College Loans: New Rules Big PLUS for Parents

Last Updated Jun 13, 2010 7:14 PM EDT

Parents spending restless nights wondering how to juggle saving for retirement with paying college bills may be able to sleep a bit better come July 1. That's when new rules for the Federal PLUS college loan program kick into effect that should increase the availability of this solid financing option. Combined with a 2008 change that made the repayment of these loans much more parent-friendly, a PLUS loan may be just the tool to help you pay for college without derailing your retirement savings.

PLUS loans can be used by a parent to fund all college costs not covered by financial aid. For example, let's say you're the proud but sleep-challenged parent of a newly minted Ivy Leaguer, where the annual tab can be $45,000 or so. You have cash and savings ready to handle $20,000 in this year's cost, and thankfully your kid qualified for $10,000 in financial aid. But it's the other $15,000 that's got you thinking the only option is to raid your retirement savings or at the very least suspend your 401(k) contributions for the next four years and funnel that money into college.

Before you shortchange your retirement -- a cardinal no no in financial planning circles -- check out the PLUS program. You are allowed to borrow 100 percent of the cost of college beyond all financial aid, regardless of your AGI. So in the prior example, you can use a PLUS to cover the $15,000 shortfall.

Goodbye Middleman, Hello Uncle Sam
Come July 1, 2010 private lenders who have acted as middlemen for PLUS loans are out of a job. Beginning next month, all PLUS loans will be doled out through the Federal Direct loan program. The fixed interest rate will be 7.9 percent; when private lenders were involved in PLUS originations the rate was 8.5 percent. The Obama Administration is quick to point out that the potential savings in pushing aside college loan middlemen will be $68 billion over 10 years.

That's nice news for all taxpayers. But for parents the real win here is that the Federal government has a track record of approving more PLUS loan applications than the middlemen did.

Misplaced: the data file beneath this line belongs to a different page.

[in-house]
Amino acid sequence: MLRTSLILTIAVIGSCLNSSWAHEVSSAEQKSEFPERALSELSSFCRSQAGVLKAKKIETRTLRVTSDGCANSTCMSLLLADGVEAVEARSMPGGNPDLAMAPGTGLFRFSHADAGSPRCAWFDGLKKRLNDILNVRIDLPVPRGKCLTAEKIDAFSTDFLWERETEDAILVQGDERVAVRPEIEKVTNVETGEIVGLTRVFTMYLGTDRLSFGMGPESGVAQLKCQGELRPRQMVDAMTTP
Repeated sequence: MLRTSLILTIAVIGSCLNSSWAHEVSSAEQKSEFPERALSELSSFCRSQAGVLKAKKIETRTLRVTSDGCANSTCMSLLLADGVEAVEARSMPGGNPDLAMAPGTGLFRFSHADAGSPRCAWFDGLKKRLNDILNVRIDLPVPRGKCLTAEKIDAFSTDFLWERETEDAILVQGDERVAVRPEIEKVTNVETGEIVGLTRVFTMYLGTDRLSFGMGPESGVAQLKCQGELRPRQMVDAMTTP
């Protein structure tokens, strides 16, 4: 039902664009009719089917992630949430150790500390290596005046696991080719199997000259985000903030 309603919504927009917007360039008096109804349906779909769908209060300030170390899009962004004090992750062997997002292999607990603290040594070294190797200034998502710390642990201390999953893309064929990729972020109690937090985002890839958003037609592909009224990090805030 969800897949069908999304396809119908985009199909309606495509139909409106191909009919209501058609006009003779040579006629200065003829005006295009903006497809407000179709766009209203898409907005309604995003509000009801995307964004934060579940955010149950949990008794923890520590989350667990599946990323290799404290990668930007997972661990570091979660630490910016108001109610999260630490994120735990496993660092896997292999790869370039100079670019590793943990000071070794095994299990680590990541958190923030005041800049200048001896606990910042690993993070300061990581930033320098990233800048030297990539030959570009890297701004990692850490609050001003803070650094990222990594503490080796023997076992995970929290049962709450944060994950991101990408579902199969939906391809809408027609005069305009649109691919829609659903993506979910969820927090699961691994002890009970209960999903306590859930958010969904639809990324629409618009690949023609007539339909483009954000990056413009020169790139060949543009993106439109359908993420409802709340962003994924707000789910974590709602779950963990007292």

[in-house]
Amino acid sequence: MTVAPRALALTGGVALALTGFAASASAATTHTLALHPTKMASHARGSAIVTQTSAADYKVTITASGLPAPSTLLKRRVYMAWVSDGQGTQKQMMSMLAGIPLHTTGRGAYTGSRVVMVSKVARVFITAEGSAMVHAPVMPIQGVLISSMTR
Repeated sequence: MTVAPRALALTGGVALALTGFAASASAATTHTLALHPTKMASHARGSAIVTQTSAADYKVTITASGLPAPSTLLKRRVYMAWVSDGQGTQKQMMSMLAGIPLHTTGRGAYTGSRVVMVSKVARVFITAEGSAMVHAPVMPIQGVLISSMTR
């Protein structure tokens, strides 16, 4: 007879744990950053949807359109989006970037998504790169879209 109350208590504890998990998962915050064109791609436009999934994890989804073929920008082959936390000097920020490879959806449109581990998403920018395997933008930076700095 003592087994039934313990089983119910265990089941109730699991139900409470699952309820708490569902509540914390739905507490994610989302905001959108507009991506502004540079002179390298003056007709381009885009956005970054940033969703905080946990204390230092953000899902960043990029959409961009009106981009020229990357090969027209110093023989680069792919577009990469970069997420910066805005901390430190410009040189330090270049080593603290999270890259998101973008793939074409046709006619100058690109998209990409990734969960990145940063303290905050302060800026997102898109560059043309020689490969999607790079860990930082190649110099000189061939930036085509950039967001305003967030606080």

According to college loan expert Mark Kantrowitz of, about four in 10 PLUS loan applications were turned down by the middlemen, while parents who applied through the Federal Direct loan program were turned down just 20 percent of the time. Now that the Federal program will handle all applications, parents will likely have an easier time getting a PLUS loan approved.

While PLUS loans are not dependent on a borrower's credit score, there are two credit-based hoops parents must jump through: You can't have any delinquent bills during the past 90 days, nor can you have a "derogatory" demerit from the past five years, such as foreclosure or bankruptcy. But as Kantrowitz explains, many middleman lenders conflated the two requirements and incorrectly looked for any 90-day delinquencies during the past five years. That led to denying PLUS loans at twice the rate of the Federal Direct program.

New Repayment Option also a Big Plus
Parents who have previously given PLUS loans a glance in years past but didn't like the terms, should definitely take another look.

Until two years ago parents who took out a PLUS loan had to start repayment within 60 days of the loan. For families already stretched thin covering some college bills out of monthly cash flow, that lowered the allure of a PLUS. But as of July 2008 PLUS borrowers can defer payments until the student is out of school. This not only eases up on the cash-flow crunch for parents during the college years, but it also opens the door to creative family financing. You can work out an arrangement that your grad will contribute to the repayments. At a fixed 7.9 percent interest rate, a PLUS loan is going to be a much better deal than having your kid take out a private student loan. The current rate for private student loans can easily be above 10 percent and it is variable. Given where interest rates are today, do you really want your kid taking out what amounts to a credit-card loan for college that will no doubt spike higher when Fed easing eventually ends? Same goes for parents contemplating talking out a private loan themselves to cover the bills. If you have sparkling credit there is of course the possibility that your initial rate will be below the 7.9 percent levied on a PLUS loan. But again, what's your plan when the Prime Rate, or LIBOR, or whatever your private college loan is tied to, starts to climb from today's depressed levels?

Before you go private, or tinker with your retirement savings, take a look at the PLUS loan program.

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